Karachi, ranked 256th globally, is the least expensive Asian location for expatriates.
For the first time, Oslo not only has the most expensive cost of living for international assignees in Europe, but also the world. Norway has among the highest standards of living in the world, largely derived from oil revenue. While prices there have increased little in the last year, the free-floating Norwegian krone has remained strong, reflecting the country’s relative economic resilience.
Within Europe, the Norwegian capital is followed by Stavanger (3rd globally) and Moscow (5th). The Russian rouble has weakened between surveys against major currencies, but the cost of goods and services in ECA’s basket in Moscow has nevertheless increased more than 10 per cent again this year.
Despite falls in prices and the Swiss franc weakening against other major currencies over the past year, Swiss locations remain among the top 10 most expensive locations for expatriates in the world.
British locations are among those in the region to have fallen most in the ranking. Central London dropped 21 places and is currently in 87th place globally, largely as a result of the pound depreciating against other major currencies.
The euro-zone debt crisis still affects much of Europe and cost of living in many locations across the region fell as a result of the weak euro and low inflation compared with other regions.
Chisinau, capital of Moldova, is the cheapest European location in terms of cost of living for international assignees. It ranks 225th globally.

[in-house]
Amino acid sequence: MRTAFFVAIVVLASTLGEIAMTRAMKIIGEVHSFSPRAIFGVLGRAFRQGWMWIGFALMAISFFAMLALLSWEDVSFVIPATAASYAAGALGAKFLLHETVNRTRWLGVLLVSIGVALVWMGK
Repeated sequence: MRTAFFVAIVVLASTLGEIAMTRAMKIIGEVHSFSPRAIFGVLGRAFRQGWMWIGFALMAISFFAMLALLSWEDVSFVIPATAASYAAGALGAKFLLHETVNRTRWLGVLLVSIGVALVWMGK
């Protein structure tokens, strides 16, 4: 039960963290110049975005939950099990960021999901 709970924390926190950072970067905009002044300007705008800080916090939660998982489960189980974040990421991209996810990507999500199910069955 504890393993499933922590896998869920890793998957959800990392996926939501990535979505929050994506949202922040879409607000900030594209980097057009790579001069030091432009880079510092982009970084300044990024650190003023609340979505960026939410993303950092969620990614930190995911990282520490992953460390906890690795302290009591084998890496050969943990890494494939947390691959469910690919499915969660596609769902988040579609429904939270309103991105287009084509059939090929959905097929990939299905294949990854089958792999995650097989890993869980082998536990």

Despite dropping down the ranking, Caracas, ranked 33rd globally, remains the most expensive location in the Americas for international assignees. Manhattan and Vancouver follow, ranking 43rd and 51st, respectively.
The weakening of the Brazilian real against many major currencies over the year has more than offset the 6 per cent price increase overall of items in ECA’s cost of living basket for Brazil and locations there continue to drop down the global ranking. While Rio de Janeiro is the 4th most expensive location in the Americas, it has dropped 20 places globally to 52nd spot.
The economic situation in Argentina remains complicated. Despite showing signs of slowing, inflation there is still above 20 per cent while the black-market peso exchange rate in Argentina has soared. Buenos Aires has risen from 76th to 64th position in the global cost of living ranking. Two years ago it ranked 130.
For the first time in recent years, all the Australian cities have seen slight falls down the global ranking. While the Aussie dollar remains a strong global currency, it has weakened against some major currencies. Additionally, the rate at which prices have increased has slowed since a year ago.
Sydney remains the most expensive of the Australian locations surveyed. It is in 17th position globally followed by Canberra (23rd).
Tel Aviv ranked 37th globally remains the most expensive location for assignees in the Middle East. Dubai has gained eight places and is positioned 174th worldwide.
Despite rampant inflation, the introduction of a floating exchange rate in Iran has seen Tehran plummet down the cost of living ranking to become the cheapest location listed. At the official rate, however, the city would be among the world’s top 10 most costly, illustrating the dramatic impact of currency value on the global ranking.
Four of the world’s 20 most expensive expatriate locations are in Africa: Luanda (2nd globally), Juba (4th), Brazzaville (18th) and Kinshasa (19th).
The cost of exporting and transporting items commonly purchased by international assignees in these locations are likely to be high. In addition, the commodity boom in recent years has led to currency appreciations in commodity-exporting markets like Angola.
South African locations such as Durban (253rd globally) and Cape Town (251st) are among some of the cheapest locations in the world, while locations in Malawi are among those that have seen the continent’s biggest falls down the ranking. Cost of living in these cities has fallen significantly following the devaluation of the kwacha after the government was recommended by the IMF to float the currency.